Jane Austen's Pride and Prejudice may fall into several categories. Most generally, the novel falls into the category of English literature. The novel is also an example of Romantic literature, meaning it was produced during and influenced by the Romantic movement in Europe. Many people consider Pride and Prejudice to be a classic work of literature because it is so widely read and beloved as a well put-together story.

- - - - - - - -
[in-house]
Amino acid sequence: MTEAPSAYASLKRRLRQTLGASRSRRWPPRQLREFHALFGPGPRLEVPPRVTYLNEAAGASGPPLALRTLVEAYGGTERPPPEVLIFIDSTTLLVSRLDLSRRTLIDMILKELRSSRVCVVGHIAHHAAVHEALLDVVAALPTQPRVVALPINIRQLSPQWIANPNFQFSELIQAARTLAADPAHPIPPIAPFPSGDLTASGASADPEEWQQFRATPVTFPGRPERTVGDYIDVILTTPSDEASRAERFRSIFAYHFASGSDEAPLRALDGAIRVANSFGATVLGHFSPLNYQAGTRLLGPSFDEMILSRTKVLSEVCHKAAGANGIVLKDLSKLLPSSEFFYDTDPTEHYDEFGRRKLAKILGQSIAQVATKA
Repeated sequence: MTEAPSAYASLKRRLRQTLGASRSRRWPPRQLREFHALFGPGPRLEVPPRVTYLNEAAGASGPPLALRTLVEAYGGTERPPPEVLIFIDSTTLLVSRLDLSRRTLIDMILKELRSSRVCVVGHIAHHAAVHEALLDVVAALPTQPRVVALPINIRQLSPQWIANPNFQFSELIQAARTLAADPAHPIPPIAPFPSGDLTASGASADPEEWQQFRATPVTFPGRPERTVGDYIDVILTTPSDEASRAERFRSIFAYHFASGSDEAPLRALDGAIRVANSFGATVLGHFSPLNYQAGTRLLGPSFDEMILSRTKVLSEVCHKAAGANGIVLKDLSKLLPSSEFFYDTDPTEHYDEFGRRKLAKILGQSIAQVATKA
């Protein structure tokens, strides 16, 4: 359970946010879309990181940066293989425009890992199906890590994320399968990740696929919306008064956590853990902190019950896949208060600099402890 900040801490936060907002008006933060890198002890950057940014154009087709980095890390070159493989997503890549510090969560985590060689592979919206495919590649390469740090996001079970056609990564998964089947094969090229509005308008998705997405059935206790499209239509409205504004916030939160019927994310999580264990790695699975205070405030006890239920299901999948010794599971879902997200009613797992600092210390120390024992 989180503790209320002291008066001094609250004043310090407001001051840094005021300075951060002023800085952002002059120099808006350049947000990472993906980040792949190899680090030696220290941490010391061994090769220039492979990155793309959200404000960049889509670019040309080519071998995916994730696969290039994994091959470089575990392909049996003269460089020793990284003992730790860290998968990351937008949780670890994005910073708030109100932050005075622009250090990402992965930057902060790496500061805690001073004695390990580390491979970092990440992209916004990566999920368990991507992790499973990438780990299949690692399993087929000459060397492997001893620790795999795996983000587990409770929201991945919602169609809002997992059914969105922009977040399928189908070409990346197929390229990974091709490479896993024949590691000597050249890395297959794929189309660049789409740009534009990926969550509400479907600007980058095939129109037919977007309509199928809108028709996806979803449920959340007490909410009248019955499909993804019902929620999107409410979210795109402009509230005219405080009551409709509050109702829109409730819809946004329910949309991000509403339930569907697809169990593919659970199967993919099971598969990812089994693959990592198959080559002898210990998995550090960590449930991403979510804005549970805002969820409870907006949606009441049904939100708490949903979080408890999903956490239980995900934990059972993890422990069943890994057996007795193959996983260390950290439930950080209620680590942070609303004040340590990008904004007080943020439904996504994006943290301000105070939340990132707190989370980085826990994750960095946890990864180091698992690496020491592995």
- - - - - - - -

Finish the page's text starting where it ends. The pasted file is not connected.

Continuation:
If we asked Jane Austen to categorize the book herself, she would most likely describe it as a novel of manners. This type of literature creates a narrative that focuses on social conventions and the upbringings of people of different classes, genders, religions, and cultures. Pride and Prejudice specifically focuses on the social context of the English gentry in the 19th century. Austen draws a stark contrast between the upbringing of the Bennett sisters, who are quite genial, and the aloof Mr. Darcy, who initially considers himself to be of too high status to associate with the Bennetts. Later in the novel, Mr. Darcy falls in love with Elizabeth Bennett, despite his pride in his own social standing and the prejudice he holds against Elizabeth for hers.